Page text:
Last week, S.K. Garg from Chandigarh wrote to say that State Bank of India (SBI) had charged him Rs 40 to credit a dividend cheque of Rs 160 from Kirloskar Oil Engines; effectively, 25 per cent of his dividend was gobbled up by the transaction charge. SBI told him that the charge was justified because Vijaya Bank had not honoured the company’s dividend warrant.
Why should the investor be made to pay for someone else’s fault? Garg had received no answer to his query. He has now discovered that banks do not charge for electronic fund transfers (EFT), which is more or less correct. The Reserve Bank of India (RBI) website lists bank charges for electronic transfers, which reveal that most banks indeed do not charge for inward electronic credits barring IndusInd bank which charges of Rs 10 per credit and ICICI Bank which levies a tiny fee on inward credits to its corporate customers only. IDBI Bank is however the only one to impose a charge of Rs 25 per inward remittance under the National Electronic Fund Transfer (NEFT) System.
This finally explained to us the case of Girish Mittal who recently complained that IDBI Bank had charged his father Rs 25 for an electronic credit to his account at Baroda. After this paper reported the case, IDBI Bank told Sebi that it does not charge any fee for electronic credit. At the same time it refused to refund the money charged to Mittal, evidently because the branch had correctly debited the customer account.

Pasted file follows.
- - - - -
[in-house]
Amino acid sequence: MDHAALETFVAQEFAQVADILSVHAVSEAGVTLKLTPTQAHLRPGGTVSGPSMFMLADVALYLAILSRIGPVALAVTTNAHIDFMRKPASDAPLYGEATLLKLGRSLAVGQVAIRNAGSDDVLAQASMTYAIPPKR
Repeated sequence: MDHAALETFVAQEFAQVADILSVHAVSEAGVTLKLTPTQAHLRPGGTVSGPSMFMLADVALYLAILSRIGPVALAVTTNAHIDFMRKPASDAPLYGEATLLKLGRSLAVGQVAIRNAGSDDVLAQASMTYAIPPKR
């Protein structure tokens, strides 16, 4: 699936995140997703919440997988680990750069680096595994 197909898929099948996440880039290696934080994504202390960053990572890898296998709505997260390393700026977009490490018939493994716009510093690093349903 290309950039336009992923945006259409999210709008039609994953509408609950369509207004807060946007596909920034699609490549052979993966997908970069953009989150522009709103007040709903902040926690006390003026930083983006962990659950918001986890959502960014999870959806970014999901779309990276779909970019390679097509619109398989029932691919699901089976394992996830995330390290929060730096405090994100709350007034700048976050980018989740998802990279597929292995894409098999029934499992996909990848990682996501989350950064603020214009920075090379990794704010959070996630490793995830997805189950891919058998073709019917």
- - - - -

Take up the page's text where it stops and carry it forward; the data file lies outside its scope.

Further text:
If queries at the senior-most level of banks and regulators led to such confusing answers, what is an ordinary customer to do? Every customer who chooses not to contest wrong charges saying they are insignificant (most customers don’t) adds to the bank’s bottomline because it turns into a tidy sum when spread across thousands of branches and millions of customers.
While chasing Garg’s Rs 40 problem we also discovered that not charging for electronic credits might not last forever. The RBI has waived processing charges for NEFT transactions until March 31, 2007 and left service charges to the discretion of respective banks. Four months down the line, if RBI decides to charge processing fees, banks may pass the burden on to customers causing other problems.
After minimum lots for holding shares were scrapped, several investors own single shares of companies. In these cases, bank charges could eat up a significant chunk of the dividend without giving the investor an option to seek alternative modes of payment. Imagine how ridiculous it would be if the dividend received is lower than bank charges.
Clearly, RBI cannot leave all service charge decisions to the discretion of banks; it must think through the issue, especially if it plans to charge banks for NEFT transactions after March next. Welcome to the new world of endless new costs and service charges that quietly eat up significant chunks of the post tax income of ordinary taxpayers. The problem starts right at the very top with a government that is so focused on finding new ways to gouge tax to fund billowing expenditure, that it refuses to consider the overall impact of all these taxes, fees, tolls, surcharges and user charges that are being forked out in addition to all the municipal, state and union government levies.